Flame Cardinal (Apogon doryssa)
Scientific Name: Apogon doryssa
About the Flame Cardinal
Species Type: Saltwater Fish
Care Level: Easy. Ships well and acclimates well to the home aquarium. Accepts dried foods eagerly and quickly after acclimation. Is resistant to disease. An overall good choice for the new saltwater hobbyist.
Origin: South Asia Ocean
Compatibility/Temperament: This Cardinalfish is considered to be an aggressive fish. They do very well when in mated pairs when given the proper sized aquarium, 55 gallons or larger. They can show aggression toward conspecifics if in groups over two. They are considered a reef-safe fish. Best kept with peaceful tankmates.
The Flame Cardinal is a very attractive addItion to any reef or fish only aquarium. They should be kept with peaceful tank mates. The vibrant red body and large black eyes make for a nice addition to any home aquaria, and they can best be seen at night under a red moon light. A slow and methodical swimmer, the Flame cardinal likes to have caves and other hiding places to feel secure in the home aquarium.
The Flame Cardinal generally is comfortable is water that is between 75-80 degrees F and specific gravity is between 1.021 and 1.026. Generally keep the dKH between 8-12 and the Calcium between 400-450. The Flame Cardinal will do better in tanks that have a nitrate reading less than 20 ppm.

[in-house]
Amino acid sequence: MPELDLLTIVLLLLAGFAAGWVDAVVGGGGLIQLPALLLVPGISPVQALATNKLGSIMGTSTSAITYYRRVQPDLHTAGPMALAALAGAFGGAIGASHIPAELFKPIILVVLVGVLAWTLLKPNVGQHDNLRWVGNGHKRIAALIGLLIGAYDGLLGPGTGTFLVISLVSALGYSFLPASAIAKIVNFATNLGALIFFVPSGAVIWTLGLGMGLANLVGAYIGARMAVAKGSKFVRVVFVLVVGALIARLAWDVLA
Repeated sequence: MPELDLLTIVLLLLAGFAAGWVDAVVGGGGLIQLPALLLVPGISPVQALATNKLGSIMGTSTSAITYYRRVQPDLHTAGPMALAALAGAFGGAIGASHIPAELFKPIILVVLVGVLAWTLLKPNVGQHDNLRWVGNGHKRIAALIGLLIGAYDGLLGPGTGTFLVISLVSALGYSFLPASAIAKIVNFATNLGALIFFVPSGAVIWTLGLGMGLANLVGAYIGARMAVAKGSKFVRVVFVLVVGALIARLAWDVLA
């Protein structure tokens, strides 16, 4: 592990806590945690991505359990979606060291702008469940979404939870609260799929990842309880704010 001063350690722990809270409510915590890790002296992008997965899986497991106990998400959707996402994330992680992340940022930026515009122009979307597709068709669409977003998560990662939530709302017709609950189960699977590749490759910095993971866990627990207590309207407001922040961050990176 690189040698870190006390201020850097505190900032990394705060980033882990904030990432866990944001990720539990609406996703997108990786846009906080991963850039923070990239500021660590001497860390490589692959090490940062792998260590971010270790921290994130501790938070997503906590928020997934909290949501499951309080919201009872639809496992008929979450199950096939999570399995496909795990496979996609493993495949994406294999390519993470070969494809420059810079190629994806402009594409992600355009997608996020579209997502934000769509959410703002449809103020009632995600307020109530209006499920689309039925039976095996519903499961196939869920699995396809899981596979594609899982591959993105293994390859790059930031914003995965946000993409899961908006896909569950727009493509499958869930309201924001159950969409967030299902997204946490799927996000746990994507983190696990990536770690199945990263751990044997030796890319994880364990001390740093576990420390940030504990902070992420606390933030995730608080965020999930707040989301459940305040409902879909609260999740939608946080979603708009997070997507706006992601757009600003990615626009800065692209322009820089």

Flame Cardinal Diet
The Flame Cardinal is a carnivore that will feed on pods and other microfauna in the aquarium. Their diet can be supplemented with spirulina, frozen brine shrimp and any pellet or flake food. Any garlic additive will help strengthen their immune system.
Species tend to grow to be about 4"
Minimum Tank Suggestion
Ideal water parameters for Flame Cardinal
Marine fish are highly sensitive animals with very specific care requirements. Most all saltwater species will require similar water conditions, designed to replicate that of natural seawater. Ammonia and nitrite levels should absolute zero, temperature at 76F to 80F, and salinity at 1.024 to 1.026. Although some fish are tolerant of lower levels of Nitrate, the goal in every aquariums should be to keep Nitrate as close to zero as possible, and certainly under 20ppm. Finally, maintaining a stable pH of 8.0 to 8.4 is desired. Achieving this is made easier by monitoring alkalinity, which should be kept at 8-12 DKH, and calcium, which is targeted at 400 to 460ppm.
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